Electric eels gathering and herding prey in preparation to launch a coordinated attack. A team of scientists describe this novel behavior in the Jan. 14 issue of the journal Ecology and Evolution. The findings overturn the idea that these serpentine fish are exclusively solitary predators and open the door to new questions about how these little-understood fish live.
For the majority of the day and the night before hunting as a group, the eels lay almost motionless in the deeper end of the lake, only occasionally coming to the surface to breathe. But at dusk and dawn the congregation began to stir.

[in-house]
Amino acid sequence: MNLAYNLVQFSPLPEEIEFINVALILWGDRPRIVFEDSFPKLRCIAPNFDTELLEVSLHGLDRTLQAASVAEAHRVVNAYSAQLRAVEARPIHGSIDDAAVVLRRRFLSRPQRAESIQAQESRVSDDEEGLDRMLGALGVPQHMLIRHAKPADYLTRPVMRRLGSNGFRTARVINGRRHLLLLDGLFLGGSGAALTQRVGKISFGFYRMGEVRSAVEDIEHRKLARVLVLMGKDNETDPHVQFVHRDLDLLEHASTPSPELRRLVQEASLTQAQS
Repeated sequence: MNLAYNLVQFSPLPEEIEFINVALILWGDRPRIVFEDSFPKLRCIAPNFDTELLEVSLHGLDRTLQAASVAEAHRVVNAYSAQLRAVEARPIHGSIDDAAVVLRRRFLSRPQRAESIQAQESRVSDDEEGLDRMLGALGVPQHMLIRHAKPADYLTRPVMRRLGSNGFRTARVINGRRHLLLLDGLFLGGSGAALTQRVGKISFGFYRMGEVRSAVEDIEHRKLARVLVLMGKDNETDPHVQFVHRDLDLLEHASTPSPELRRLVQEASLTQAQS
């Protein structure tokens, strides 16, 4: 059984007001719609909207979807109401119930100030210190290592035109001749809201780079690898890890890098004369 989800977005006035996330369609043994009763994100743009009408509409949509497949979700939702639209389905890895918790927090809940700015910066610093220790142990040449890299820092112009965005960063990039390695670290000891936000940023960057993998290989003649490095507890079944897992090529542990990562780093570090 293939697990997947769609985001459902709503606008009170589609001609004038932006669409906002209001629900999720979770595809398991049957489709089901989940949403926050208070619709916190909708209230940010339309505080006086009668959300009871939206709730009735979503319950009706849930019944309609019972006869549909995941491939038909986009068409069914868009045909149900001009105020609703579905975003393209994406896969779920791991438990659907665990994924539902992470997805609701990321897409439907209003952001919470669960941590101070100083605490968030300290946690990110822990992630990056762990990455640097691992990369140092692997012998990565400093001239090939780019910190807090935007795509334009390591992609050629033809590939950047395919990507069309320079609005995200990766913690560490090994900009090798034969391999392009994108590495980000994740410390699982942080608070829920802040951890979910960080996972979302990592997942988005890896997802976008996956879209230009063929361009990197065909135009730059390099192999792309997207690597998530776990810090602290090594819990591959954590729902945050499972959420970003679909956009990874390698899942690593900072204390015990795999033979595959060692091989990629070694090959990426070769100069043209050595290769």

In these twilight hours, the eels started interacting with each other and then began swimming in a large circle. This churning circle of electric eels corralled thousands of the 1-to-2-inch tetras into tighter and tighter shoals. The researchers watched the group herding the concentrated tetras from the deeper end of the lake—around 12 feet deep—to shallow, 3-foot deep waters.